Justin Morneau is having a decent season so far, batting nearly .300, tied for 10th in the American League in RBI. He’s batting .321 with runners in scoring position, a huge improvement on his frustrating .196 futility in those situations a year ago.

He knows he should be pleased. And he is, to a point. But there’s something nagging at him, too.

“It’s hard to change your identity as a hitter. And I still believe I’m a power threat,” the Twins’ cleanup hitter said Wednesday. “But for some reason, I’m going through a stretch [without a home run], and it’s hard to figure out why.”

He’s going through the worst stretch of his career, actually. It’s been 28 games, or 112 at-bats, since a Morneau blast left the yard, a two-run shot off Texas righthander Alexi Ogando on April 28. He has two more days to avert his first homerless month since his concussion-marred 2011 season.

Morneau has two home runs, on pace for seven for the year. For a player who has hit 30 or more three different times, it’s a shock, but he remains confident.

“I just have to keep believing that if I keep making solid contact, the home runs will come,” Morneau said. “I’ve hit a few balls [in Target Field] that probably would have been homers in other places. Obviously, that’s what I’m here for — to drive the ball out of the ballpark. But as long as I’m still driving in runs, helping us win games, it’s all right.”

Morneau’s power decline isn’t entirely unexpected; he only turned 32 two weeks ago, and Fangraphs.com, a statistical analysis website, projected him to hit only nine homers this year. He’s also on pace for 111 RBI, and it’s largely a product of his improvement in RBI situations, an emphasis of his after “my numbers were so terrible last year,” Morneau said. “It’s easier to drive in runs by hitting three-run homers, but as long as I’m having good at-bats, that’s going to help the team, too.”

Still, he admits it bothers him, and fears the consequences if pitchers no longer believe he can hit a mistake 400 feet.

“I’ve missed a lot of pitches I should be driving. But if you told me I’d be driving in runs, it’s not as bad,” he said. “Power’s important in this game. You need to present the possibility of hitting a three-run homer. But I still believe I’m going to hit home runs. Sometimes you go through these stretches, and sometimes you hit four in a week.”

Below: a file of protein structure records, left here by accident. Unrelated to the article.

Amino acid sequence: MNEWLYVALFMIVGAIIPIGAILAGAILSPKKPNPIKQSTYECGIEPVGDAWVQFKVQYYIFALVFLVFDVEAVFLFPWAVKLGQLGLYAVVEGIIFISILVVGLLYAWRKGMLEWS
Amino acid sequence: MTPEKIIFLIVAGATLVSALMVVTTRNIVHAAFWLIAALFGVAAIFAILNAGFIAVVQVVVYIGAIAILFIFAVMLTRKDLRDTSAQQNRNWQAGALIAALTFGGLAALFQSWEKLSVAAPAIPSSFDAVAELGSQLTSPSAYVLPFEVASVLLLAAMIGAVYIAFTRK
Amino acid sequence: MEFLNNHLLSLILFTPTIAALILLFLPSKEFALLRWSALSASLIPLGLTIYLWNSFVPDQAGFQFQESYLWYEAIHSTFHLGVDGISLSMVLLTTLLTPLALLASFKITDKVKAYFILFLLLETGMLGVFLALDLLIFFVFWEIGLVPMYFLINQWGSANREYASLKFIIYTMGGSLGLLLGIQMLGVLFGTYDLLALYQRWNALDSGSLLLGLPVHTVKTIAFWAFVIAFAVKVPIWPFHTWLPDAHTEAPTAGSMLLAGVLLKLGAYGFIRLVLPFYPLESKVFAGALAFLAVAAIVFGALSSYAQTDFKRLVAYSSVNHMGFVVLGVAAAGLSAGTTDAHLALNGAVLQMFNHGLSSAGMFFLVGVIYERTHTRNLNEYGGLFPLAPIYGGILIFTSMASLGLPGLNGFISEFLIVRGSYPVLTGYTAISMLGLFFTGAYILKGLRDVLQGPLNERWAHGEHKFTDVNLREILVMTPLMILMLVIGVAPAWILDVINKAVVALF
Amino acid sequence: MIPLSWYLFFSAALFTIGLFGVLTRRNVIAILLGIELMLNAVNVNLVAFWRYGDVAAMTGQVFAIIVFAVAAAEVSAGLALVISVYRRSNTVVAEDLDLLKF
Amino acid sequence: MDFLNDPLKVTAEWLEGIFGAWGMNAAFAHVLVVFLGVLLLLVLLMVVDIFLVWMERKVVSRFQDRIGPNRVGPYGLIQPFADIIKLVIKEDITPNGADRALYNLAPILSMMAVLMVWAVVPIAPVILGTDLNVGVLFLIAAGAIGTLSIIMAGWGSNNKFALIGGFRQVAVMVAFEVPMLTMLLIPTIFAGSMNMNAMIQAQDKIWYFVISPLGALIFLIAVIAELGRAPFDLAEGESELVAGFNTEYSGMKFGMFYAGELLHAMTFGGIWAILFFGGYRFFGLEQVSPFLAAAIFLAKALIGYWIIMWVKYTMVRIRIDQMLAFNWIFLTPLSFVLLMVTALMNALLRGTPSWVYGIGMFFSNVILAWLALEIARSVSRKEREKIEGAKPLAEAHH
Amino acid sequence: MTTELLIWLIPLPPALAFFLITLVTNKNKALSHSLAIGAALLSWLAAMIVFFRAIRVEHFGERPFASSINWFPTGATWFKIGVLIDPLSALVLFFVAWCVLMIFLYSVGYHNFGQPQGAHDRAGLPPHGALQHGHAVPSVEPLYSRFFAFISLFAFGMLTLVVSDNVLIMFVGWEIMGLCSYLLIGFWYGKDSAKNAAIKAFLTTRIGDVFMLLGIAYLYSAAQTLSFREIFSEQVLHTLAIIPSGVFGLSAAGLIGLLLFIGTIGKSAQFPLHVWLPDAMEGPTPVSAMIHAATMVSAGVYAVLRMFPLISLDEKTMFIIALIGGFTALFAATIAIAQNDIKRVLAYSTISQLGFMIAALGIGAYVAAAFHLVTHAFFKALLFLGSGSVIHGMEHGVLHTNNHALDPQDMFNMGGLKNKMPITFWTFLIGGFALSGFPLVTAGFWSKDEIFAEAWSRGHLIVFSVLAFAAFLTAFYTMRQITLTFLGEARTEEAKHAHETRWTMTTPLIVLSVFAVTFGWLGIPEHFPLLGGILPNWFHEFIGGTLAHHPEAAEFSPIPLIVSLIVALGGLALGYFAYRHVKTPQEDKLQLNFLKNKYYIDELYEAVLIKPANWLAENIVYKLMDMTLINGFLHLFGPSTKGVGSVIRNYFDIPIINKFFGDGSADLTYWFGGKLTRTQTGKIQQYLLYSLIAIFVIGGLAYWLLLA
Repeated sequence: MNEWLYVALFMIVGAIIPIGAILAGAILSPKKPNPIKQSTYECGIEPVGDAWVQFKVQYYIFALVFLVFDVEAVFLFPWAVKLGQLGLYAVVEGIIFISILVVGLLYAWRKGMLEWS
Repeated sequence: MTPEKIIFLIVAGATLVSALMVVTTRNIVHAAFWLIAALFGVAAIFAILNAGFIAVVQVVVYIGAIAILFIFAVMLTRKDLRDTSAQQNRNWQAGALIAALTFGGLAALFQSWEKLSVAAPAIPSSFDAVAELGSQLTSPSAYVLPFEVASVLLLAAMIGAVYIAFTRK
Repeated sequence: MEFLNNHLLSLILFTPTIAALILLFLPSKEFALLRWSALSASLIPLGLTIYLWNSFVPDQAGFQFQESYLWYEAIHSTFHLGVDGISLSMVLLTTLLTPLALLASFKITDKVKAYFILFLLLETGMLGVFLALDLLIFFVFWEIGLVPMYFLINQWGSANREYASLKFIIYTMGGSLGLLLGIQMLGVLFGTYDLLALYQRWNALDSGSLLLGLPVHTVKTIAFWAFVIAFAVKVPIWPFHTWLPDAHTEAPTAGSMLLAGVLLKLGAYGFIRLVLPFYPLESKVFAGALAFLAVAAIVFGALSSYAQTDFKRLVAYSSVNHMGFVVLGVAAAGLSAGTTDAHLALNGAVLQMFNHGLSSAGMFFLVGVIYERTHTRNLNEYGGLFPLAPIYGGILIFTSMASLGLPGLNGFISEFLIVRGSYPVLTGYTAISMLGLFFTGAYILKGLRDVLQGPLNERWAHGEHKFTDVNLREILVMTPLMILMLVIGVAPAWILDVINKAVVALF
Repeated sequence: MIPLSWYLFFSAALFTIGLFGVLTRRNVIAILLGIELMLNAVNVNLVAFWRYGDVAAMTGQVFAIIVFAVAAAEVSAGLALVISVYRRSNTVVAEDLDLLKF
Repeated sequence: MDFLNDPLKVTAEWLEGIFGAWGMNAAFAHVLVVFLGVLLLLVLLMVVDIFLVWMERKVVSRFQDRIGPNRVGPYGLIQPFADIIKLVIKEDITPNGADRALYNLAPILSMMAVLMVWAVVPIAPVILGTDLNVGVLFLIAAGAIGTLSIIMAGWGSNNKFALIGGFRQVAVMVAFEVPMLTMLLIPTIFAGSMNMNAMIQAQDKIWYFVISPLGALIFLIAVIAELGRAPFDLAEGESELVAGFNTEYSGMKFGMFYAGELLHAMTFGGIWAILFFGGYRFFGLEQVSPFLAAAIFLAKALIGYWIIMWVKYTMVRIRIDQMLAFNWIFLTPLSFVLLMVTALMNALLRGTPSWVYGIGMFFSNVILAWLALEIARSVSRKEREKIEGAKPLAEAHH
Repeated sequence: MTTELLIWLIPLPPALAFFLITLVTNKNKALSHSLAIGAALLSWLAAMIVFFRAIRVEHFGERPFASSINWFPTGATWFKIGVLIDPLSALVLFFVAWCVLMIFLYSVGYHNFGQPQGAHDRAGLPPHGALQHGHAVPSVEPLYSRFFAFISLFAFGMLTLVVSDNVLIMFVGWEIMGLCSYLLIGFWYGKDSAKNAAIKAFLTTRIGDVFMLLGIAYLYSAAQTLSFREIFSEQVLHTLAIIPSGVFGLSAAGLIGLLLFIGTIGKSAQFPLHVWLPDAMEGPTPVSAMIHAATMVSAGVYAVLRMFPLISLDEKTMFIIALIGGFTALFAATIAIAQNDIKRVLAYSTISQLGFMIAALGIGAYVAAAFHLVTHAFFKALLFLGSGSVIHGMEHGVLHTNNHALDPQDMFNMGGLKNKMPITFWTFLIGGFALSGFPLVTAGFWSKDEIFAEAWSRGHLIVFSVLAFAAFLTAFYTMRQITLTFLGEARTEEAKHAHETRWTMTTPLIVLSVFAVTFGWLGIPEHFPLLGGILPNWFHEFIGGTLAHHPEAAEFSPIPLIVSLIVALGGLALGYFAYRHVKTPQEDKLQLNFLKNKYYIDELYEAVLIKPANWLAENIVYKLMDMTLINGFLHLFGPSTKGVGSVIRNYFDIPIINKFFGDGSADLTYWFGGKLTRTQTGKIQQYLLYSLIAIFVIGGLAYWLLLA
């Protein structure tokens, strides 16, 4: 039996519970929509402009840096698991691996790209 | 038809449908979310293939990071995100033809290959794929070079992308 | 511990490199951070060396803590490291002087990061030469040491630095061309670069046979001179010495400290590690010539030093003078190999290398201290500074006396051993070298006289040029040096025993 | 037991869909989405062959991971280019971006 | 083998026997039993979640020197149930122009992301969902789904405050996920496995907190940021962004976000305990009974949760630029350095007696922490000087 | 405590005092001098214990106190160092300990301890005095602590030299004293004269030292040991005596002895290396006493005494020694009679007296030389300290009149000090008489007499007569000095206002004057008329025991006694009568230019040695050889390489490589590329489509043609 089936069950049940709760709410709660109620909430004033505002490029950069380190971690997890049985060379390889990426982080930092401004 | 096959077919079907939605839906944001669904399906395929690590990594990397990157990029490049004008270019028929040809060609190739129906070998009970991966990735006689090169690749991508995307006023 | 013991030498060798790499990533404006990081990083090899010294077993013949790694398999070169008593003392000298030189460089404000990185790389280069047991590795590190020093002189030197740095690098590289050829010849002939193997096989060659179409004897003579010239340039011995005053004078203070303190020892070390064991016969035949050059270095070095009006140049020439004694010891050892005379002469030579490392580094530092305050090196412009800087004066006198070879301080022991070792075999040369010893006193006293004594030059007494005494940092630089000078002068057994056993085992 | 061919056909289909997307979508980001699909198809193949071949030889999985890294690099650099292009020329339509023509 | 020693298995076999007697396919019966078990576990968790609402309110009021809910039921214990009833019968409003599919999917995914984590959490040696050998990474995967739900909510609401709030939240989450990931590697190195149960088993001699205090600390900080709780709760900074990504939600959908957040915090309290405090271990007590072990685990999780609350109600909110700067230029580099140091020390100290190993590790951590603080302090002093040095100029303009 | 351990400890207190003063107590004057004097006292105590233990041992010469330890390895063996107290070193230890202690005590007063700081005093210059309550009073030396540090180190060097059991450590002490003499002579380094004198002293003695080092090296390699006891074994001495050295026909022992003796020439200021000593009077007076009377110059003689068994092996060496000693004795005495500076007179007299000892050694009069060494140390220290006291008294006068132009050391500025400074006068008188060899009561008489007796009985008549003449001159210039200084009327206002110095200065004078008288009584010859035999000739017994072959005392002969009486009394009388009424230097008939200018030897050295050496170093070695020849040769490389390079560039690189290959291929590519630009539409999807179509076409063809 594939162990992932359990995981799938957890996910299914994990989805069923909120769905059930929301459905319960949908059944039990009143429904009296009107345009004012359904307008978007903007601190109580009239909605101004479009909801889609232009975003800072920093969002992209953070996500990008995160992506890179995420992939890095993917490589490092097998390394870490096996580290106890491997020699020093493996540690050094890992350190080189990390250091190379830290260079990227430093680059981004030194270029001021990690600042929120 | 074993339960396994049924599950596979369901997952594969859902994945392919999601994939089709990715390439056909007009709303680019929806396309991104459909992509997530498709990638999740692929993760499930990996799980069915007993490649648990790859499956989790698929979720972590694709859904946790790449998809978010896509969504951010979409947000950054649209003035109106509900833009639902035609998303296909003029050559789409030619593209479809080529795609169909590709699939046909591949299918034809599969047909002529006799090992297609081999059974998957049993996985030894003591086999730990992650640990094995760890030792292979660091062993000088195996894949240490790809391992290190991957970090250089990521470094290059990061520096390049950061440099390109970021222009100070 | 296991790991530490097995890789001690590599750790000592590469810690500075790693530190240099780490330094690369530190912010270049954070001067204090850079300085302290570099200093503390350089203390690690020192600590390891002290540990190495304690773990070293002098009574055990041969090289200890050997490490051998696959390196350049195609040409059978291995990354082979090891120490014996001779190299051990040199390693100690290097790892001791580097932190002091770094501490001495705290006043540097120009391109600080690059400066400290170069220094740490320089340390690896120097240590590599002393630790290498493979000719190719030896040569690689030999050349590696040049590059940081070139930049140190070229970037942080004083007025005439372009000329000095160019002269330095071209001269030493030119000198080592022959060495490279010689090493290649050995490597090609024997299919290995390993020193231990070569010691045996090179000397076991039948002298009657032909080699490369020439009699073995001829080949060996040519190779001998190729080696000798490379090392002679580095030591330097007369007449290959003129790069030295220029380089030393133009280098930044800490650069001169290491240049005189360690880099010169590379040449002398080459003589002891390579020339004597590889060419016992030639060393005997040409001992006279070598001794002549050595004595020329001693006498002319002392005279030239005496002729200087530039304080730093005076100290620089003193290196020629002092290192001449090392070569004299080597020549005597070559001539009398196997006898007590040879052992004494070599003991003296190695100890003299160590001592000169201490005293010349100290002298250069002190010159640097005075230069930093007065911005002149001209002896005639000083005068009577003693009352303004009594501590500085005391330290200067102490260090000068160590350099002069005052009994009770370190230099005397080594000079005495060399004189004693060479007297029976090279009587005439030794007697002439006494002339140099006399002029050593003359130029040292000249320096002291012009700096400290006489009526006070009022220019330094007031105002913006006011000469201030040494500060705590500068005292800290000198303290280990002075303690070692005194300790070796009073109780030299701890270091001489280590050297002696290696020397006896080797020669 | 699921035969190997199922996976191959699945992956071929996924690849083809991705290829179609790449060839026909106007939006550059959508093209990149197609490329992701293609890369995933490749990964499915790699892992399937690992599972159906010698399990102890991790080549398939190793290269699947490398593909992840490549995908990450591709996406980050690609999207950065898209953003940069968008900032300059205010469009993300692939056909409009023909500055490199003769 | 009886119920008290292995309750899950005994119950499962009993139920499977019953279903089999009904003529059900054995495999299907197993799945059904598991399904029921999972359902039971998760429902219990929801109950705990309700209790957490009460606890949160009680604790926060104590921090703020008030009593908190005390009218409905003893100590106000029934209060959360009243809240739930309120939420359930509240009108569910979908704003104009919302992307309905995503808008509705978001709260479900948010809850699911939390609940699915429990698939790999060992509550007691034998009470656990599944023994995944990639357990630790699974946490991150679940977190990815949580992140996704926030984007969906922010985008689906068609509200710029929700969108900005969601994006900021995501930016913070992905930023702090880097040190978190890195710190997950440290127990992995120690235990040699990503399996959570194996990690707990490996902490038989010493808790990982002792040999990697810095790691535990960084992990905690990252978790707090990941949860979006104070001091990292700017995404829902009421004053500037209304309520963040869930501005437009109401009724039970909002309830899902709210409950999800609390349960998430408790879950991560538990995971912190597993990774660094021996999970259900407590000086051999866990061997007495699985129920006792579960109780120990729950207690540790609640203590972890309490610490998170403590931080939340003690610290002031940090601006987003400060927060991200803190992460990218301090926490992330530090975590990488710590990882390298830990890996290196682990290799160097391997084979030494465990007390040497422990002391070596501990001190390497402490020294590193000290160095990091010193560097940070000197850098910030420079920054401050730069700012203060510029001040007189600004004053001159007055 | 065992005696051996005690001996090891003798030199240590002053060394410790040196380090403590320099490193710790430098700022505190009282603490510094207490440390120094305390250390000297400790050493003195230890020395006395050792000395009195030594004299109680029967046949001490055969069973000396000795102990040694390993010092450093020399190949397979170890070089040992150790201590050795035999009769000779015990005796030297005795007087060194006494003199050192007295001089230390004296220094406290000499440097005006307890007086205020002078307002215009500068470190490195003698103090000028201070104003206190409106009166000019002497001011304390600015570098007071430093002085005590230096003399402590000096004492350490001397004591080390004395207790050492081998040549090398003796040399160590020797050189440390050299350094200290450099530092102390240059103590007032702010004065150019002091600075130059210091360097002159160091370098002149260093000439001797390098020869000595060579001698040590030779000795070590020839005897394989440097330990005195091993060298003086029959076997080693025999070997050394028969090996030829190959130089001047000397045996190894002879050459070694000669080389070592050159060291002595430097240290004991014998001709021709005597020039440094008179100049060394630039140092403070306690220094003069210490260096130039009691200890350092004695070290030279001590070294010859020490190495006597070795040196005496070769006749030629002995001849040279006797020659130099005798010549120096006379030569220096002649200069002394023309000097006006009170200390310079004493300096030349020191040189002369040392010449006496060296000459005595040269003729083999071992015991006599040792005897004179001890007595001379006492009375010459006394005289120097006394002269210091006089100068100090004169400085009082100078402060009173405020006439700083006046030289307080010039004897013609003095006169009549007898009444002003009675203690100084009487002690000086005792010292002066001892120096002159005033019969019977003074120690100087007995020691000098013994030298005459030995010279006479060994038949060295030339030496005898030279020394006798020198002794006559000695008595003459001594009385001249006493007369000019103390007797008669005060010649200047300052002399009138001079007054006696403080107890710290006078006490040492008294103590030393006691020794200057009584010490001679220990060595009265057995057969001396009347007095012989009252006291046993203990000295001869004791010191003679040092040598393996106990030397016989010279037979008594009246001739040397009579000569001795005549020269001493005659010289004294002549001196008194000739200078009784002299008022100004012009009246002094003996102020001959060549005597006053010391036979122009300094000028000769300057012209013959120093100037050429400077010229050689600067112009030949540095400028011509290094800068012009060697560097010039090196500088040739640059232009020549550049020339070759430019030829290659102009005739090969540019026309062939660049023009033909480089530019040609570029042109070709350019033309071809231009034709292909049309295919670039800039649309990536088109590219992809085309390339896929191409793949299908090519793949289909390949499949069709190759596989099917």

High-tech head gear

Joe Mauer had a present waiting for him when he arrived home for Wednesday’s game: a new helmet.

Not for batting. For catching. More specifically, for taking a 100-mph foul tip right off your skull, something that’s happening with annoying regularity this year.

“I can’t remember any year when I’ve had so many foul tips, especially taking them off the head,” Mauer said. “That ball’s moving at a high speed, and a catcher is a sitting duck back there.”

To combat it, he has been working with Rawlings as the equipment manufacturer develops new helmets for catchers, much as they did for hitters over the past couple of years. The attention to catchers is overdue, Mauer said.

“I’ve taken probably 12-15 balls off the head this year. … You really don’t see that many [batters] get hit in the head,” he said. “So it’s good that they’re taking steps toward protecting catchers a little more. You don’t want to mess around with [your head], especially with [greater concern] about concussions.”

Mauer received a prototype in the mail this week, and intends to start testing it right away.

“If it softens things up a little bit, protects me a little more, I’m all for it,” he said.